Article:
‘Treacherous’ Osborne sent to Coventry
GEORGE Osborne has been ‘sent to Coventry’ by members of the Cabinet for his vicious attacks on Theresa May and the Government.
A senior Conservative source said several ministers were no longer on speaking terms with the former chancellor.
Mr Osborne, who was sacked by Mrs May last summer, has used his position as editor of the Evening Standard to run editorials criticising her policies.
He is said to have told staff he would not rest until the Prime Minister was ‘chopped up in bags in my freezer’.
Several former Cabinet friends and allies, including Sir Patrick McLoughlin, have now cut all ties with him in protest. ‘He has been sent to Coventry,’ said a friend of the party chairman. ‘Patrick, who was close to George, isn’t taking his phone calls any more, and he is not the only one.
‘It is hard to overstate the depth of anger and betrayal within the party over the way George has behaved. Everyone accepts that he’s a newspaper editor now and has a right to be critical.
‘But it’s gone way beyond that – he seems to be bent on trying to destroy the Government, and his attacks on Theresa May are despicable.’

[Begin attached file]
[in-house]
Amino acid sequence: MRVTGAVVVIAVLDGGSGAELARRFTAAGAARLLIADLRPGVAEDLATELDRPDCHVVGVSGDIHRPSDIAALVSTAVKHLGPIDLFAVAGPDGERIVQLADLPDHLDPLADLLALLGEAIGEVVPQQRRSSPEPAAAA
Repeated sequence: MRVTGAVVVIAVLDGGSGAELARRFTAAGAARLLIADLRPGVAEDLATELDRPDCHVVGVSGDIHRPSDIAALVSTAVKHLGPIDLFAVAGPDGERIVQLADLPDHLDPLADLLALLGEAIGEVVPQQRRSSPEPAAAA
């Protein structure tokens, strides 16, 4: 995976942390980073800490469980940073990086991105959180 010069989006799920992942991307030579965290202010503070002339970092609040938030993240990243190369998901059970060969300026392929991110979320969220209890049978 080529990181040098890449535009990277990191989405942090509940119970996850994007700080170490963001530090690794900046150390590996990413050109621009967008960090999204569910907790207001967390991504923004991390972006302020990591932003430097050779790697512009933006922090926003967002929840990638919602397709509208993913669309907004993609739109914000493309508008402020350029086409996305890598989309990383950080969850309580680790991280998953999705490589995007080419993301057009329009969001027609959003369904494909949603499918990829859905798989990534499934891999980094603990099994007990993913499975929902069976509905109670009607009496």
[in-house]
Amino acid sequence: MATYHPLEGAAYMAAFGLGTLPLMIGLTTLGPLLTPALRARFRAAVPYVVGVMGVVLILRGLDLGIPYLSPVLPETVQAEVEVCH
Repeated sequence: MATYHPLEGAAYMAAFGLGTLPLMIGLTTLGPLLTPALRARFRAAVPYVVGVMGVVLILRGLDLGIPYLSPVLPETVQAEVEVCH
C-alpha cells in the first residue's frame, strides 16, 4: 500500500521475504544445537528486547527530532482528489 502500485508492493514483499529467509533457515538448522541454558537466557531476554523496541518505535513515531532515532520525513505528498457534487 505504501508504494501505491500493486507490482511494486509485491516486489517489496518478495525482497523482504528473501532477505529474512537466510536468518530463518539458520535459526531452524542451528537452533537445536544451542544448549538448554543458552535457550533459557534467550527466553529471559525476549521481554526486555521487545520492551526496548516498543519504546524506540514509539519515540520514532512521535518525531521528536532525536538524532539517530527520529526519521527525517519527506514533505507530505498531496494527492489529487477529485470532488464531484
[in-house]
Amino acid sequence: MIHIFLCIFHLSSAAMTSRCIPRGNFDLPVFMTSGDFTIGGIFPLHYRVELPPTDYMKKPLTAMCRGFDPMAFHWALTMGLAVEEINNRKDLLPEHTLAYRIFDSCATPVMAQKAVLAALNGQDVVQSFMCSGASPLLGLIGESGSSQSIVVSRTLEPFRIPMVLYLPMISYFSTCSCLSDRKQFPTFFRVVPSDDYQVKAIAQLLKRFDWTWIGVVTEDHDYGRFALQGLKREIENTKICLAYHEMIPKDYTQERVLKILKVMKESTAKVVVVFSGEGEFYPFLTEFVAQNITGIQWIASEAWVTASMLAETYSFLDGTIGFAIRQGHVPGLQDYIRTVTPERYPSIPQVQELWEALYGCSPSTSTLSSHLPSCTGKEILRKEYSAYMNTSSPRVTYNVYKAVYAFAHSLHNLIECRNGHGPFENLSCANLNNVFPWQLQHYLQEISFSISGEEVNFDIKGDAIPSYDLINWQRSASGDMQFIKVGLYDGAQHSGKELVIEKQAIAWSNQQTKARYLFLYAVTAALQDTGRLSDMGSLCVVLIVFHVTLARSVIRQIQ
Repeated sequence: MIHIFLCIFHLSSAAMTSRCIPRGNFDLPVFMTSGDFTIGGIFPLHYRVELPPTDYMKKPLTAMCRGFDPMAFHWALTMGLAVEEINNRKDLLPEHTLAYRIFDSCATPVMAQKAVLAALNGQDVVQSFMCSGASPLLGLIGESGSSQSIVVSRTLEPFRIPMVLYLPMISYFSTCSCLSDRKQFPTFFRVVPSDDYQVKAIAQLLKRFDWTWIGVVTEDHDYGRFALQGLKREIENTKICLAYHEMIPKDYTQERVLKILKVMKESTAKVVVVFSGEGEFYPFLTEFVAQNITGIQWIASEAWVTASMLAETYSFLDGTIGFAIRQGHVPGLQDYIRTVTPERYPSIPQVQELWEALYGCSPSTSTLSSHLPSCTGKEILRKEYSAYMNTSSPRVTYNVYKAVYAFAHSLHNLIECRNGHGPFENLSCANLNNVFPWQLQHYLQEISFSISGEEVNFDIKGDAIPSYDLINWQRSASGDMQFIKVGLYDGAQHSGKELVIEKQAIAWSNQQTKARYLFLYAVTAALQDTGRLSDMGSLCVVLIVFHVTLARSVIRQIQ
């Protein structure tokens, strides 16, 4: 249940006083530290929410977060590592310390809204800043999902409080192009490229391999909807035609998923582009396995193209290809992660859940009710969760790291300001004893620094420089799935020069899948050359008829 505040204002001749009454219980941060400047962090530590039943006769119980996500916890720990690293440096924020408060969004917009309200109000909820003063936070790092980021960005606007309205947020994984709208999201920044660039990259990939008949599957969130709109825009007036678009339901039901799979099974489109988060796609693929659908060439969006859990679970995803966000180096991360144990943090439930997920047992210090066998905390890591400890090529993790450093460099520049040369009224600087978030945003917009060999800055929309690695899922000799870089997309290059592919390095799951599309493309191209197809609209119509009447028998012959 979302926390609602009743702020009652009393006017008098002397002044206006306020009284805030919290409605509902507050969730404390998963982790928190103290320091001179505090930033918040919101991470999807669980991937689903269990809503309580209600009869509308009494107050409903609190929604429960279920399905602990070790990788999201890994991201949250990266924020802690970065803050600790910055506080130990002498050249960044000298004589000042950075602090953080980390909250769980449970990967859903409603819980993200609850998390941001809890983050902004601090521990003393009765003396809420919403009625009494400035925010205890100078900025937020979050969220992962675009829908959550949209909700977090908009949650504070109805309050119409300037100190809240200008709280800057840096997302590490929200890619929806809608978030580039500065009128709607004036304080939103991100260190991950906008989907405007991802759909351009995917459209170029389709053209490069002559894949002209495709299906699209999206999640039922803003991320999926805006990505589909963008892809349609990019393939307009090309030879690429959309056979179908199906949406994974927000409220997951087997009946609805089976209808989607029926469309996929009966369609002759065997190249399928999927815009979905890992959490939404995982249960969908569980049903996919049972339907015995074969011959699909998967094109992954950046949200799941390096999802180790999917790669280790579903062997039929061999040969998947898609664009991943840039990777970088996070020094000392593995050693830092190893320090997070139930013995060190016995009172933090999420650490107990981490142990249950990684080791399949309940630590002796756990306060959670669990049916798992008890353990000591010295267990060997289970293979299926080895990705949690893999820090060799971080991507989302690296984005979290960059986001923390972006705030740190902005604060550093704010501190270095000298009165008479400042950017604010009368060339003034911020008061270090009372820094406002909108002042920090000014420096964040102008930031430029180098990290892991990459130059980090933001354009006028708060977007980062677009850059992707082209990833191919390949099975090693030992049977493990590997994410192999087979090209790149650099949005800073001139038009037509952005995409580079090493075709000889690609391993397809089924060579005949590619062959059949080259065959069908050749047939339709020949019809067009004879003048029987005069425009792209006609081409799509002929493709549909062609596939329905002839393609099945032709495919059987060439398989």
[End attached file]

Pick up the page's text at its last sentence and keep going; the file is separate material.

Mr Osborne could barely contain his glee on election night in June as exit polls showed Mrs May was on course to lose her majority. Days later he described her as a ‘dead woman walking’ and suggested she could be forced out within a week. Mr Osborne has also used the newspaper to rail against Brexit.
Tory MP Nadine Dorries yesterday called for Mr Osborne to be banned from next month’s Conservative Party conference. She said she had asked Tory chief whip Gavin Williamson to intervene following reports that Mr Osborne had ‘expressed a desire to see a woman, the Prime Minister, murdered’.
Her colleague Jacob Rees-Mogg said: ‘George Osborne is becoming more bitter than Ted Heath, he’s disgracing himself.’
Mr Osborne is due to attend the party conference in Manchester to address a meeting discussing his Northern Powerhouse project.
The former chancellor has made no comment on the latest row. But his friend Lord Finkelstein said Mr Osborne’s reaction stemmed from the humiliation of his sacking.
The former chancellor is said to have been so shocked that he left his dinner uneaten on the table in his Downing Street flat as he dashed out of a back door.
Lord Finkelstein added: ‘I didn’t agree with the way the Government dealt with him. It was always quite likely to produce this reaction and in politics you reap what you sow.’
‘Dead woman walking’
Bitter rift: George Osborne and Theresa May